New and Improving! Yes, I am working on new and improving me, and often I am progressing well. I hope that is true for you, too.

Today this New and Improving is also referring to my website. It is quite new and improving thanks to the crafty, talented work of my daughter, Grace, who Monty and I just visited in Chicago.

So what's new?

Under Events and Workshops you will find a tab for Archived Events which now contains my NAADAC Webinar in May, 2016, a 2-hour presentation I did for the Farley Center in Williamsburg, VA in April, 2016, and a radio interview done in Richmond, VA in 2008 as Disentangle was evolving.

Then you will see a tab for Upcoming Events. I will be listing my workshops, presentations, and Codependence Camp there. When you open up the date, click on the event title for more information about that event. And that calendar is linked to Google calendar, so if you use Google calendar, you can easily add it to your calendar.

Additionally, I am loading 50+ more blogs under the Blog tab. These blogs date back to 2011 when Central Recovery Press first published Disentangle. I am so excited to have all of my blogging here in one place. The posting of these additional blogs is underway, so keep checking back for more.

I will keep you updated as we add a few more things to this website which is increasingly rich in content from my work. So if you can't come to Virginia to be in a workshop or Camp, you can get much of my material here in my on-line center.

I am an older dog learning new tricks, and I can honestly say I am very pleased with how this is all electronically coming together. This process invites me to study what I have done and said, learn more as I go, and happily offer it to you.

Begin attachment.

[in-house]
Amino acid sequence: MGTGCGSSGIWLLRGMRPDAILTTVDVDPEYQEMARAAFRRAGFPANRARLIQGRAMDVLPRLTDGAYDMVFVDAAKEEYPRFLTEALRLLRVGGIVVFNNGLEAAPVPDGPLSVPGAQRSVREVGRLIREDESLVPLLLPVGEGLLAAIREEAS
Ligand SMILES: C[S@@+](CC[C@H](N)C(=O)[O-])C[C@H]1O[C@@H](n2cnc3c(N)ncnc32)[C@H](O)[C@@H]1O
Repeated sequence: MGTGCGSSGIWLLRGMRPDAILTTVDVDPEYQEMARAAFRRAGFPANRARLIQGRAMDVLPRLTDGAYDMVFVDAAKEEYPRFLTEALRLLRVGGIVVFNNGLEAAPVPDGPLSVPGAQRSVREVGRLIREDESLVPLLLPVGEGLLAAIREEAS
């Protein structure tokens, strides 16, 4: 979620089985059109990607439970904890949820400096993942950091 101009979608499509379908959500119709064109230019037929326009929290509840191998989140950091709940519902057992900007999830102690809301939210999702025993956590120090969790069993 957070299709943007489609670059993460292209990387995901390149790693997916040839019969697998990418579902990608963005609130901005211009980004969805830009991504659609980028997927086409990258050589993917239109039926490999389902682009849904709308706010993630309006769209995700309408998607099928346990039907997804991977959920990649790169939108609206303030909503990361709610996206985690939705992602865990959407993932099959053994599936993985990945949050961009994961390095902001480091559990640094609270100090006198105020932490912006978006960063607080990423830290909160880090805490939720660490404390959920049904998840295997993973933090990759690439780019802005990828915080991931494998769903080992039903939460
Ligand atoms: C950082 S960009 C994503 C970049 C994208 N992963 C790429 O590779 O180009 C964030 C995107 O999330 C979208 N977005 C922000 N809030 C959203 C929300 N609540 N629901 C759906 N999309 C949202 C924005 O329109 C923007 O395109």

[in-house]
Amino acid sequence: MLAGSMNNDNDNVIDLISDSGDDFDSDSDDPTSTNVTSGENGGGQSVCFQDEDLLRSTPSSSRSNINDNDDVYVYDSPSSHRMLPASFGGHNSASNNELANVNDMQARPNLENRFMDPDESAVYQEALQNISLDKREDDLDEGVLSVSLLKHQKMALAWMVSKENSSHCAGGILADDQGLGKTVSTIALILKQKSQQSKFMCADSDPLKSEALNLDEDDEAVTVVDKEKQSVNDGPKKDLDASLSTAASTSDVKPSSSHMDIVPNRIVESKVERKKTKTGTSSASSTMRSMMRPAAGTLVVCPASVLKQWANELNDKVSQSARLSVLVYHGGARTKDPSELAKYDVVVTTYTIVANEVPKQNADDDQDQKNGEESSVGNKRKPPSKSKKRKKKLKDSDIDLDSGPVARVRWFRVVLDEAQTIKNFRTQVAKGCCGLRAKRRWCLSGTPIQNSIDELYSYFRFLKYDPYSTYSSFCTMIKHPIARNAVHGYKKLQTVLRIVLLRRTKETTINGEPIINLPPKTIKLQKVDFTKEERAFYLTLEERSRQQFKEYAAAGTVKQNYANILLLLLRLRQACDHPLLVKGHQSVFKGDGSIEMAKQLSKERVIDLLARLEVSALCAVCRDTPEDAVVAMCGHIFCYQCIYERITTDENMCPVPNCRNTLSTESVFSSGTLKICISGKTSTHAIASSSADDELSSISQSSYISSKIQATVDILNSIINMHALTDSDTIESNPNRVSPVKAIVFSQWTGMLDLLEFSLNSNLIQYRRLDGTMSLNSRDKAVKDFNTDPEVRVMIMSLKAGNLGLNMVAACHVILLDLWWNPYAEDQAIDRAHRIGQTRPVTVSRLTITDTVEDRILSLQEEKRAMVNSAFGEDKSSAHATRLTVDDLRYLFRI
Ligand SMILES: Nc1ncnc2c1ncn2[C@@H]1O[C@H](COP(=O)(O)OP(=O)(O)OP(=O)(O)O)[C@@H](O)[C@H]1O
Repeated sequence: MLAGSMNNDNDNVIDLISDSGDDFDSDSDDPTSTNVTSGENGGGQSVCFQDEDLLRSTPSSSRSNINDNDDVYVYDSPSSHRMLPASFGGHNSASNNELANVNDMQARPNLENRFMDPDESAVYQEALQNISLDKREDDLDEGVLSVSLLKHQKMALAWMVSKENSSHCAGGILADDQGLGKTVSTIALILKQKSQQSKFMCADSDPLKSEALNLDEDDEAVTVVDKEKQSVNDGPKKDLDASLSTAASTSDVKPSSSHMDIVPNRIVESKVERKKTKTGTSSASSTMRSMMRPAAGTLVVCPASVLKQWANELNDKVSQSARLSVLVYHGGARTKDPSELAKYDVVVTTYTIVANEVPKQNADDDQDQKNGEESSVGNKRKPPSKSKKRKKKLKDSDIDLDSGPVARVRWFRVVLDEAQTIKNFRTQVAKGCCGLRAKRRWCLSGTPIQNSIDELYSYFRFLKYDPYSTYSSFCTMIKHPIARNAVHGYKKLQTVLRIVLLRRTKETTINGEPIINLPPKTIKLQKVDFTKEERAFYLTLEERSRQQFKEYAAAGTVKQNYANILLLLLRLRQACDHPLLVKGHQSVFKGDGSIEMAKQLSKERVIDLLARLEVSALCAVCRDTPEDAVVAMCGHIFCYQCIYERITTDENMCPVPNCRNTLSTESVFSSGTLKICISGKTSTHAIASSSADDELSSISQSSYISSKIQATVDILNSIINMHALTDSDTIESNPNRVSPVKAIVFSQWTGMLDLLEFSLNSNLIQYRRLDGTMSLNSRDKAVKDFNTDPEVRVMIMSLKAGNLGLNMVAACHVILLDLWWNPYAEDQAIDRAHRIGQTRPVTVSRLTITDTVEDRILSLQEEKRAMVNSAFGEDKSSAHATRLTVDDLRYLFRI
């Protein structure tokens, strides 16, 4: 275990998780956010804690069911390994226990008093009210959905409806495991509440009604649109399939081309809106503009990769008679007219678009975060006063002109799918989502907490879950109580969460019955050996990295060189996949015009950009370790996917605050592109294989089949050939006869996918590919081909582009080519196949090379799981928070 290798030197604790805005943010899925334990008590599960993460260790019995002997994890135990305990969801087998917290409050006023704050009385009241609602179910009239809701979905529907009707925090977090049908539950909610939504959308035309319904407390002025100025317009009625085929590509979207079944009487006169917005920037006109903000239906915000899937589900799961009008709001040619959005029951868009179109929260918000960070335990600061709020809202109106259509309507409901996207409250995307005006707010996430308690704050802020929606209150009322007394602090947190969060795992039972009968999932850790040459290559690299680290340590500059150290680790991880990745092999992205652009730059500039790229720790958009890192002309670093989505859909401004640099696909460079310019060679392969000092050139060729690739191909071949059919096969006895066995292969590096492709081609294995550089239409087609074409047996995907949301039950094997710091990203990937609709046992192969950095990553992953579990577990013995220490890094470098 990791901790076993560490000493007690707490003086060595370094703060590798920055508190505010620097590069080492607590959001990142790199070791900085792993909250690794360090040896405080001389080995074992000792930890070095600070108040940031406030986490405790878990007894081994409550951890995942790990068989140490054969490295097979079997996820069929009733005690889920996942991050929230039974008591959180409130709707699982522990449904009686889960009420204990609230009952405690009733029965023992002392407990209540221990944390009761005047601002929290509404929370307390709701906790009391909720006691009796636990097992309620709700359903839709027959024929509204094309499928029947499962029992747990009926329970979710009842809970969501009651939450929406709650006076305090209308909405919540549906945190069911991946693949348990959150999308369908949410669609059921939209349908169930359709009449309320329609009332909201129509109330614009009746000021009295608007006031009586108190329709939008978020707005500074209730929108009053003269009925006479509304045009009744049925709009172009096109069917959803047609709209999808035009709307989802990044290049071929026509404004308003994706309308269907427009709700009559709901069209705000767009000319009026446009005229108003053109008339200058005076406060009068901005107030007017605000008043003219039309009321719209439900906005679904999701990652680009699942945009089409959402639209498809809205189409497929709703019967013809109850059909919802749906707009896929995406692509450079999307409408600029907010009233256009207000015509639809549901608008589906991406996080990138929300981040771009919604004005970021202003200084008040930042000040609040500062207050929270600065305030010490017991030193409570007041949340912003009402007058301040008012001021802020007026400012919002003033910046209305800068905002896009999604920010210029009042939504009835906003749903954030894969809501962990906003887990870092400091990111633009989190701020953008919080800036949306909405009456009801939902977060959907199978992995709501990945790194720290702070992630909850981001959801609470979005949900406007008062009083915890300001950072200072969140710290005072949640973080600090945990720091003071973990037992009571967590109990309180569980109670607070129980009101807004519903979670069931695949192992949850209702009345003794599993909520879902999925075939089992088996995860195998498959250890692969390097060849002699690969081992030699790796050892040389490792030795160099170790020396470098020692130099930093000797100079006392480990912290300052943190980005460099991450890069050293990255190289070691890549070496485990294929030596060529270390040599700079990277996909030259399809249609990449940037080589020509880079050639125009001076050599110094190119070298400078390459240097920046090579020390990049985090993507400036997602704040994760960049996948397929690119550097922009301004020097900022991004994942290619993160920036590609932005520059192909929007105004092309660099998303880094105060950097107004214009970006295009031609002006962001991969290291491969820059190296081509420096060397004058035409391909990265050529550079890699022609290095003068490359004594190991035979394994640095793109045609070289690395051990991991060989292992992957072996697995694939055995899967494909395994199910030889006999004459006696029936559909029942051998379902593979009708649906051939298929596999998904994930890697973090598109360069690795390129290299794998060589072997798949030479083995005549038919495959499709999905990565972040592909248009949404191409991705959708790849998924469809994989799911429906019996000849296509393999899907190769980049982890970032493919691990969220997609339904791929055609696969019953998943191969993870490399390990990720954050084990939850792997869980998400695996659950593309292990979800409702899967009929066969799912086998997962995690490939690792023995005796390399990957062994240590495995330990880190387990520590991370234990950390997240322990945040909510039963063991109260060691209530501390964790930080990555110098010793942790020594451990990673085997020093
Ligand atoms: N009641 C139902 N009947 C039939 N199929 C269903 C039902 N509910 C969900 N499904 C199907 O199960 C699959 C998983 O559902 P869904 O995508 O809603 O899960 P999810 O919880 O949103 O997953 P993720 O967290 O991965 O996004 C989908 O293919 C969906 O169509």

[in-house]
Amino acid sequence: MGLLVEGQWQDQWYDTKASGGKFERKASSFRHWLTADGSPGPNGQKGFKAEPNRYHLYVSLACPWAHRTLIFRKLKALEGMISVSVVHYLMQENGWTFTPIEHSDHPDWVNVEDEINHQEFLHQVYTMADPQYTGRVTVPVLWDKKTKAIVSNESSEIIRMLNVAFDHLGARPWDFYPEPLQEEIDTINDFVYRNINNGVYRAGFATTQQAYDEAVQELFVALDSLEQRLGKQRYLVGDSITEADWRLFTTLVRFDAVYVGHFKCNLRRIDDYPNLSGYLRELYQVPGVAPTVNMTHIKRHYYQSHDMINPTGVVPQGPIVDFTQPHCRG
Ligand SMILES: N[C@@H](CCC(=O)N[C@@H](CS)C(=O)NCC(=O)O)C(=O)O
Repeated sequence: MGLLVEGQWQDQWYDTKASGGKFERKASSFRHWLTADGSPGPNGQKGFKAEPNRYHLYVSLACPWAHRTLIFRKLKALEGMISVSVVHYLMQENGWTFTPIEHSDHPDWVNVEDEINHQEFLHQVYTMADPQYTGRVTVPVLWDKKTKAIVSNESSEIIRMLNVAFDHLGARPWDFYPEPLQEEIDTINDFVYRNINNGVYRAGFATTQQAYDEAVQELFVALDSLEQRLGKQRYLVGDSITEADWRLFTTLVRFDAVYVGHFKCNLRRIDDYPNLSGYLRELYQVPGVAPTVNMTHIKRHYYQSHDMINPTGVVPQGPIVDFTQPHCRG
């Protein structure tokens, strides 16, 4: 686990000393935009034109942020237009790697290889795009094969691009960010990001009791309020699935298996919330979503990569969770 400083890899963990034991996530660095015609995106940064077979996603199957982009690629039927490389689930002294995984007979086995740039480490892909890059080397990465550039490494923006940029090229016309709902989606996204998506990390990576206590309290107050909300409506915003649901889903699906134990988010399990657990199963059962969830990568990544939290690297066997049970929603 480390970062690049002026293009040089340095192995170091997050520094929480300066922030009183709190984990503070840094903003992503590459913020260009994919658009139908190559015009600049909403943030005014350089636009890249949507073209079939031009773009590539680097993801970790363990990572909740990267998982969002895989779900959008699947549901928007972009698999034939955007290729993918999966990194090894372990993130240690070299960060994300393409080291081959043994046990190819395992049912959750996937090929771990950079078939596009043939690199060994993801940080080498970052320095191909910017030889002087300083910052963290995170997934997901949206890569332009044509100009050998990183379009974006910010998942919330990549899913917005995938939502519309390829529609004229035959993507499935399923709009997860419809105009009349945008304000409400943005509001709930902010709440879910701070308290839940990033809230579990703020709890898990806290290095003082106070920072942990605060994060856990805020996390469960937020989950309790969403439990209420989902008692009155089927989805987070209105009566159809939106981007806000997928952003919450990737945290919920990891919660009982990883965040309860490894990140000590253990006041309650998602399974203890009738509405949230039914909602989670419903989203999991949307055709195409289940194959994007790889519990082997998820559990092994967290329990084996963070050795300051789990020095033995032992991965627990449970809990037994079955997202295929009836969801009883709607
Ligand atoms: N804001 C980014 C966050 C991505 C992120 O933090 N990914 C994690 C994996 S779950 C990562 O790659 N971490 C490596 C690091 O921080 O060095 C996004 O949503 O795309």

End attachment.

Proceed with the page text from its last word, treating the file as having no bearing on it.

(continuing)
Wild flowers arrive.
My healing room is complete.
All I need is here.
On June 13, 2016 I had total right hip replacement. I had been needing this surgery for a good while. The osteoarthritis in that hip had become "severe" and my physical mobility was tiny.

Now on the healing side of things, I am understanding how much my emotional mobility and health was also affected by that condition, how limited and low my emotional state was. People are telling me how good I look. In talking about that, we are determining that yes, I am more rested now, but also they are clear with me that they saw my stress and unhappiness from my pain and restricted condition.

This is such a living testimony to the importance of remembering that our total health is a product of our physical, emotional, thinking, and spiritual parts.

As my healing progressed, haiku often came to me, capturing these various aspects of my self as I went through my surgery and recovery:

I watch people walk.
Embarrassed by my envy,
I am a cripple.

I have arrived at
Planet Anesthesia.
Letting go. Take off. 

"I feel discouraged."
The nurse smiles at me and says,
"It's just 9am."

He gets me up and